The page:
Acetylcholine (A-Sea-Tull-Co-Lean) is a neurotransmitter that is released by our neurons and helps with contraction in our cardiac, skeletal, and smooth muscles. Think of it like a ‘modulator’ for muscles and control of attention. As you know, too much or too little of anything is bad so if your acetylcholine receptors are blocked then your muscles will feel stiff and you will have a hard time moving them. As acetylcholine is released then the muscles will continue to contract properly and as soon as acetylcholine stops then the muscles relax.
There is also a direct relationship between acetylcholine, serotonin, dopamine, and the other neurotransmitters. The actions of dopamine are opposed by another neurotransmitter called acetylcholine and studies are showing that an imbalance in these two neurotransmitters can cause a variety of neurological disorders, one major one is parkinson’s disease. Now if you think about this on a deeper level, 90% of your serotonin and 50% of your dopamine is actually made in your gut. As the father of medicine Hippocrates says, ‘All Disease begins in the gut’, so perhaps we are getting close in understanding the relationship between the gut health and disease.
Neurotransmitters were mentioned in an earlier post where acetylcholine was defined as the ‘learning’ neurotransmitter. It is involved in thought, learning, and memory and is found in many brain foods. Studies have show that this chemical is produced in several locations in the brain which assist in memory retrieval, memory processing, and increased cognitive functioning.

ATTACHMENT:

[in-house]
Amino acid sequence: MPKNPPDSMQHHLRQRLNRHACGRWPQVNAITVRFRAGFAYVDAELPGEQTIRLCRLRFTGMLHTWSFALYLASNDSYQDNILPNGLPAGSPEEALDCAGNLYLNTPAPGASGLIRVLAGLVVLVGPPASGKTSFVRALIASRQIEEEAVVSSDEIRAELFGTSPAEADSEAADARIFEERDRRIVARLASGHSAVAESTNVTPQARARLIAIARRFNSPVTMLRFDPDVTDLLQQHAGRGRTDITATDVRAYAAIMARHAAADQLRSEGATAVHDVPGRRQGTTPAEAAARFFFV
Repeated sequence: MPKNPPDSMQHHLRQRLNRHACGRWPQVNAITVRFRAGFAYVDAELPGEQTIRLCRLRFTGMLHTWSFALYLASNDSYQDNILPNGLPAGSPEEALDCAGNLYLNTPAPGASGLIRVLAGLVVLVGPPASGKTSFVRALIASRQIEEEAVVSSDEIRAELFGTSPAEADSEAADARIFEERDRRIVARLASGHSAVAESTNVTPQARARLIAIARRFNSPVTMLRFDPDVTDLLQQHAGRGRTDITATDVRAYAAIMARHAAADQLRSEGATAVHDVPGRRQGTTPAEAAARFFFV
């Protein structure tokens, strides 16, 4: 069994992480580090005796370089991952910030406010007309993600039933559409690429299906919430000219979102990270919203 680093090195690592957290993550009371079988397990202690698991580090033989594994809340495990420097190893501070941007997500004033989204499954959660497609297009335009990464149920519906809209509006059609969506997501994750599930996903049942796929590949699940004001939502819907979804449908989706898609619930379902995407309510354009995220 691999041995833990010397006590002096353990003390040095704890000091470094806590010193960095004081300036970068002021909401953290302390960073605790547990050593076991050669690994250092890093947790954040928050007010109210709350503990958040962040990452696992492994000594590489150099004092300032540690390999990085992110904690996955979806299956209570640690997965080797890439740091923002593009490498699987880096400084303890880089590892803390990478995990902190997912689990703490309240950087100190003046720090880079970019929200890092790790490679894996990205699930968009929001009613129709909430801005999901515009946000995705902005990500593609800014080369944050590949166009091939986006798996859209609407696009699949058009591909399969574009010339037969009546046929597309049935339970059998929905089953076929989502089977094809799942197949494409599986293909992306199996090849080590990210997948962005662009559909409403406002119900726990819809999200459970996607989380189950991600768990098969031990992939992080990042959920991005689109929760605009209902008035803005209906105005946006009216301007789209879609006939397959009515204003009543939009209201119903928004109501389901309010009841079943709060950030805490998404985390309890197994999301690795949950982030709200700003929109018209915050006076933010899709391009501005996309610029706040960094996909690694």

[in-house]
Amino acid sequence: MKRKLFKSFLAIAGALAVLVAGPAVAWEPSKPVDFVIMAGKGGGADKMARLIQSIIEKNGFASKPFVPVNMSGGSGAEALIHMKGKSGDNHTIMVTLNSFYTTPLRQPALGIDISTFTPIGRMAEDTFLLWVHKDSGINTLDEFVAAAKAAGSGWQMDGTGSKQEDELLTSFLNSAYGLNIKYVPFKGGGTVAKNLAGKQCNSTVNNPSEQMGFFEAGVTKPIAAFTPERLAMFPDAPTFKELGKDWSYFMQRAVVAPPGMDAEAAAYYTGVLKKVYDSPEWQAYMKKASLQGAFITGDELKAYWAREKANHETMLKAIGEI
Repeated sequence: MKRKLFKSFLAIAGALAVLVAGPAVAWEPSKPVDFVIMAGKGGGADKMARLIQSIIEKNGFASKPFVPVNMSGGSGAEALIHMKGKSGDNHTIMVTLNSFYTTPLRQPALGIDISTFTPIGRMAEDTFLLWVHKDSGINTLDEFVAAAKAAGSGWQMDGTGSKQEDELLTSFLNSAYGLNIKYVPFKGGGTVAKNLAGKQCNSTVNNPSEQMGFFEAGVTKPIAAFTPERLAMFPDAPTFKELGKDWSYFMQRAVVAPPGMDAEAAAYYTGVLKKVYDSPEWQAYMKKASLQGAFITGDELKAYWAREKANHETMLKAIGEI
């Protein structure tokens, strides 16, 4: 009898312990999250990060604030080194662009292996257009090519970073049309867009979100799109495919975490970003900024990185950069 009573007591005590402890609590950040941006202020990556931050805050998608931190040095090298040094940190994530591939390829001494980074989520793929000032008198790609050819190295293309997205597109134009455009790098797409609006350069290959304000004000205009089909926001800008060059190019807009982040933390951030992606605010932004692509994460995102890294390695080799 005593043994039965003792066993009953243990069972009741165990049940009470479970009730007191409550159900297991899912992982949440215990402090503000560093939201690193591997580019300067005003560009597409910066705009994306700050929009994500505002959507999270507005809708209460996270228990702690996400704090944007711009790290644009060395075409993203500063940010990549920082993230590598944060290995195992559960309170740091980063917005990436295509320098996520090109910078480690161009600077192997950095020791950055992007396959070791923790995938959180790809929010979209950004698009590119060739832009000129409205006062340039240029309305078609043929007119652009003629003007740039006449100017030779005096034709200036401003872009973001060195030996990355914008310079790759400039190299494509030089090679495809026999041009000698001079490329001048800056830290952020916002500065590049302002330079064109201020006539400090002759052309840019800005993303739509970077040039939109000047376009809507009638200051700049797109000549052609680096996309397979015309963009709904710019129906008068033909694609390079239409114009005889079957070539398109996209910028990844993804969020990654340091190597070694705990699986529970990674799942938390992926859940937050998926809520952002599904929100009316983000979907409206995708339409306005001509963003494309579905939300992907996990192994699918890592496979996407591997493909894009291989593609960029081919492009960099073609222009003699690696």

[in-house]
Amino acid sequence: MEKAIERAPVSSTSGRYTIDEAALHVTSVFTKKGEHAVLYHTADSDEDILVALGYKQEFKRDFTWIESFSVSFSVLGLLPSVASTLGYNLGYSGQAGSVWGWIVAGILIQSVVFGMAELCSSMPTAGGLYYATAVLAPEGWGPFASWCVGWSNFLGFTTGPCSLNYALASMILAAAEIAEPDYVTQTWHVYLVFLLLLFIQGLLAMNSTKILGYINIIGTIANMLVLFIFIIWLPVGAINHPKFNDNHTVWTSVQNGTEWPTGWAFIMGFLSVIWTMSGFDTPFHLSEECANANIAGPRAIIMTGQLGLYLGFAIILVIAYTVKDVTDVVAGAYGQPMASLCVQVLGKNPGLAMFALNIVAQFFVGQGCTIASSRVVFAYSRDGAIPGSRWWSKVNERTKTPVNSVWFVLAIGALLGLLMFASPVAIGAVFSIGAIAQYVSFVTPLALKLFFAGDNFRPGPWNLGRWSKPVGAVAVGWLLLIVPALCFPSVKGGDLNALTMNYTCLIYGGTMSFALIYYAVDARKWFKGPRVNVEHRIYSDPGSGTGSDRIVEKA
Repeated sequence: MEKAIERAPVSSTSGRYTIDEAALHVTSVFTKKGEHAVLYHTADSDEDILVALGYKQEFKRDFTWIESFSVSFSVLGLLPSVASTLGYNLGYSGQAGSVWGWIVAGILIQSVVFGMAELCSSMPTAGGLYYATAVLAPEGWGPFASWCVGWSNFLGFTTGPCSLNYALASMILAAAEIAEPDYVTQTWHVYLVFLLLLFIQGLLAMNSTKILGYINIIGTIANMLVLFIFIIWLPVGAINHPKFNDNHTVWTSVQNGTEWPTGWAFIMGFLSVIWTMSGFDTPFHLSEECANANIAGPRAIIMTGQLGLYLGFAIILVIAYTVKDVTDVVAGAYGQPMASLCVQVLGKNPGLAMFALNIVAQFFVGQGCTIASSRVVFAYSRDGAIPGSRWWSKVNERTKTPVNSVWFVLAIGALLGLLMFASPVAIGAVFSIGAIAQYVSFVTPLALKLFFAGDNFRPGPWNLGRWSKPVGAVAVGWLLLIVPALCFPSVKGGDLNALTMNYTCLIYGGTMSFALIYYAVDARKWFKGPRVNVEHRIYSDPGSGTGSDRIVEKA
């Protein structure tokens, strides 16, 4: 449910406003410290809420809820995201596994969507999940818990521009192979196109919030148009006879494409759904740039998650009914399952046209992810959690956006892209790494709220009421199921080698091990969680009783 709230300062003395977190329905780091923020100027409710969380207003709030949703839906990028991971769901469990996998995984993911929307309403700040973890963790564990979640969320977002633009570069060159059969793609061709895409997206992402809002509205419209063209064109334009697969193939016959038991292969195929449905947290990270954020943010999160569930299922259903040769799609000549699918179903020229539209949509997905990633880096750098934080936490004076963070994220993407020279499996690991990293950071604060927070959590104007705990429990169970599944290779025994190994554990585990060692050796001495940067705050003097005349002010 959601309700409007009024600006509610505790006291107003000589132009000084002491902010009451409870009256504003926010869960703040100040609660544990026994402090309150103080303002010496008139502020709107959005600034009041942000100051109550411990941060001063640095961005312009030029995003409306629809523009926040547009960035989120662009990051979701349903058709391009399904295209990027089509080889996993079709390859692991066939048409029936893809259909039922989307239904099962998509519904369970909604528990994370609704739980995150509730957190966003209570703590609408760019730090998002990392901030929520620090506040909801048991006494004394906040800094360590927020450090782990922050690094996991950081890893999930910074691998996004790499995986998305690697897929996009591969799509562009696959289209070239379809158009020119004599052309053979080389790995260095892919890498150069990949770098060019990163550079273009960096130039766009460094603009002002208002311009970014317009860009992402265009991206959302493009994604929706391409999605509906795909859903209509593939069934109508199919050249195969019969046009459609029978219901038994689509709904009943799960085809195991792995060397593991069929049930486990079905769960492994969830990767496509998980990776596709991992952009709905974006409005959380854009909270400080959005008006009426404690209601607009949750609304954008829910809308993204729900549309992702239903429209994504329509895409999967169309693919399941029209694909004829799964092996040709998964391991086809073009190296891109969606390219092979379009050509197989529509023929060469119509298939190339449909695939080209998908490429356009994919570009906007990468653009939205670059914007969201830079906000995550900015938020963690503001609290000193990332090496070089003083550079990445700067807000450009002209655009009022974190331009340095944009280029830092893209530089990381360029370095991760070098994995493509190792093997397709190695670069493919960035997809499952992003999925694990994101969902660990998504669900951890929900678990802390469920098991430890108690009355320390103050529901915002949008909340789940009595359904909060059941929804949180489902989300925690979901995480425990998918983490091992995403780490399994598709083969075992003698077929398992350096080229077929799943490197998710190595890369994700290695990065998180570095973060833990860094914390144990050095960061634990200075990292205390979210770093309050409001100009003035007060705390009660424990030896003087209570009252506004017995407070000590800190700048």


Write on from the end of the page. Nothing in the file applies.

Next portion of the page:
Ways to increase acetylcholine:
- Take foods high in choline. These foods include eggs, beef, and seafood. The consumption of high dietary fats are needed for the synthesis of this beautiful chemical.
- Take a choline supplement. Most supplements take time to work in the body because they have to build up in your blood stream. Find a good and reliable brand and start off with a small dosage of 100 mg and build your way up.
- Start training. Since acetylcholine is associated with motor function, there is certainly an inverse relationship of the positive effects of exercises on acetylcholine levels in the brain.